The messenger logo

The News in Brief

Monday, January 30
Gali Residents Protest Crossing Point Closure

Residents of Abkhazia’s predominantly ethnic Georgian-populated Gali district organized a protest rally on January 25 against the planned closure of two crossing points along the Enguri River – at Nabakevi-Khurcha and MeoreOtobaia-Orsantia – between Gali and its adjoining Zugdidi district of the Samegrelo region.

The de-facto Abkhaz government decided to close two out of four crossing points along the administrative boundary line (ABL) by the end of January at its session on December 28.

Video footage broadcasted by Rustavi 2 TV on January 27 shows a group of approximately 200 residents of Nabakevi and surrounding villages - predomiantly women and children predominantly - rallying along the road and waving placards with messages against the crossing point’s closure.

“We would like to tell the [Georgian] government that we are in Abkhazia and we would like to keep our houses for our children. We are being pressured. Georgia should pay attention to us, so that the road is not closed for these children,” an unnamed local resident stated in Georgian.

Residents of Nabakevi and surrounding villages travel to the nearby villages in neighboringZugdidi district through Nabakevi-Khurcha crossing point for schooling, medical services and commercial activities. The alternative route, running through the main crossing point over the Enguri River, close to village Chuburkhinji, would lengthen the journey for locals by at least 30 kilometers.

“Today, approximately 120 residents of Gali district of Abkhazia rallied against the closure of crossing points on the Abkhaz-Georgian border. Residents of the village of Nabakevi blocked the road leading to the main crossing point,” TemurNadaraia, the head of the de facto administration of Gali district, said in his statement on January 26.

The administration noted that the chief of Gali District State Security Service TemurShengelia and local police officers went to the protest site and added that the demonstrators ended protest after “explanatory conversation.”

According to the same report, the head of the de-facto administration of Gali said that the residents of villages in southern parts of the district could reach the main crossing point “without obstacles.” He also added that there are “certain forces, linked to illegal cross-border business,” who are “provoking protests.”

The U.S. Embassy in Tbilisi expressed “deep concern” over the proposed closing following Ambassador Ian Kelly’s visit to the two ABL crossings on January 26.

Bologna inclusion lifted quality of Georgia’s education system

Georgia has bolstered the quality of its higher education and research, thanks to its inclusion in the European Higher Education Area (EHEA), the authors of a new report argue.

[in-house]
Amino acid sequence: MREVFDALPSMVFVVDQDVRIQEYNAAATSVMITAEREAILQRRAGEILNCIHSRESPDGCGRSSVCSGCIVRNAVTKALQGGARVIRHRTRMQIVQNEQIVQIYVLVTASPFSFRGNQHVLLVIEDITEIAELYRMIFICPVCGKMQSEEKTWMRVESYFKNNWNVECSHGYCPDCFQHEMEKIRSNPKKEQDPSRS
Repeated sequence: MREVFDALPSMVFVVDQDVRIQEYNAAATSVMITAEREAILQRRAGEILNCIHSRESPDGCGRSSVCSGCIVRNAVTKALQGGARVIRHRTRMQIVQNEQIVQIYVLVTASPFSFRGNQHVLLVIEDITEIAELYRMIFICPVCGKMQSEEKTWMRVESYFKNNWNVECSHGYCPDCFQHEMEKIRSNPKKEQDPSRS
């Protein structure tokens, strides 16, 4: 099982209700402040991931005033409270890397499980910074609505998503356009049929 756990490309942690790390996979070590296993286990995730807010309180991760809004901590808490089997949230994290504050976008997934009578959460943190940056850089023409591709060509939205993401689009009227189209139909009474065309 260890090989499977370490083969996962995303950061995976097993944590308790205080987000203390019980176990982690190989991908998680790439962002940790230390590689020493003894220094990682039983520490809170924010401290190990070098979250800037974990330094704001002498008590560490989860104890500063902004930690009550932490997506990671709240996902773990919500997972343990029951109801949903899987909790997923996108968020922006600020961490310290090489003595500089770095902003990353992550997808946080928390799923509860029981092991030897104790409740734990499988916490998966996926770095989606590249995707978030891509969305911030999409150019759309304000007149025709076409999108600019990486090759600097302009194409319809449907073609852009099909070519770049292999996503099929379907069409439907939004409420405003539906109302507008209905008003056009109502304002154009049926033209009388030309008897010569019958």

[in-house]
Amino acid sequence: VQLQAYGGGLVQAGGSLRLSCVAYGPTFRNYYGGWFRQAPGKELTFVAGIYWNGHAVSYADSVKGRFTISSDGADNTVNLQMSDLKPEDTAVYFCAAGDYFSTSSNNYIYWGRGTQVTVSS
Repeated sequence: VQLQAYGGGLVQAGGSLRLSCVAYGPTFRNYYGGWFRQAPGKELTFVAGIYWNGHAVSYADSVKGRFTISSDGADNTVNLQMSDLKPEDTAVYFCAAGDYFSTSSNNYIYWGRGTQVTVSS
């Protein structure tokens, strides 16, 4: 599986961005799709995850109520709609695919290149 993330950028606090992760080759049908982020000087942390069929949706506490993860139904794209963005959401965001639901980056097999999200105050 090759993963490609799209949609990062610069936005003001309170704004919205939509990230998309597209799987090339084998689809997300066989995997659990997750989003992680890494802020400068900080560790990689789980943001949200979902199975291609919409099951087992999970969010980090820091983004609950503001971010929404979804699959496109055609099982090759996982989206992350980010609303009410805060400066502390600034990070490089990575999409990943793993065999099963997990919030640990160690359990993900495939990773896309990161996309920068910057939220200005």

By joining the EHEA, popularly referred to as the Bologna process,Georgia improved the legal framework and quality of its higher education system and brought in a three-level degree system with BAs, MAs and PhDs.

Since 2005, Georgia has developed a framework of qualifications for higher education, implemented quality assurance standards and a credit system. Another change is that Georgian students have been able to participate in exchange programs and get higher education abroad.

The process launched with the Bologna Declaration in 1999 is one of the main voluntary processes at a European level, and is currently implemented in 48 countries which make up the European Higher Education Area (EHEA).

Georgia joined the Bologna process in 2005. On the one hand, this was the core of the reforms in higher education; however, this was an expression of the western orientation of the country following the peaceful Rose Revolution in 2003.

Over the course of a decade of reforms, education has also been a contentious issue which has uncovered different views about how the reforms are implemented, most recently in a student protest at Tbilisi State University in the spring of 2016, when education reform was one of the main demands.

The report presented on Wednesday by the Social Science Centre and Open Society Foundation offers an overall optimistic assessment of how Georgia’s higher learning institutions have been improved the last decade.

The collapse of the Soviet Union led Georgia into two secessionist wars and a civil war in the early 1990s. Amid poor economic, political and social conditions in the country, the education system also collapsed. Joining the Bologna process may also be seen in light of this period of post-Soviet instability, as it addressed problems that had emerged during years of mismanagement.

The report concludes that despite significant achievements, the Georgian higher education system still has problems to deal with, such as a lack of qualified lecturers, as well as a poor studying environment and a lack of vocation education and access to high quality studying material.

The authors are now offering their recommendations based on the report’s findings to the Ministry of Education and Science the, National Center for Quality Assurance, higher education institutions and other relevant agencies.
(DF watch)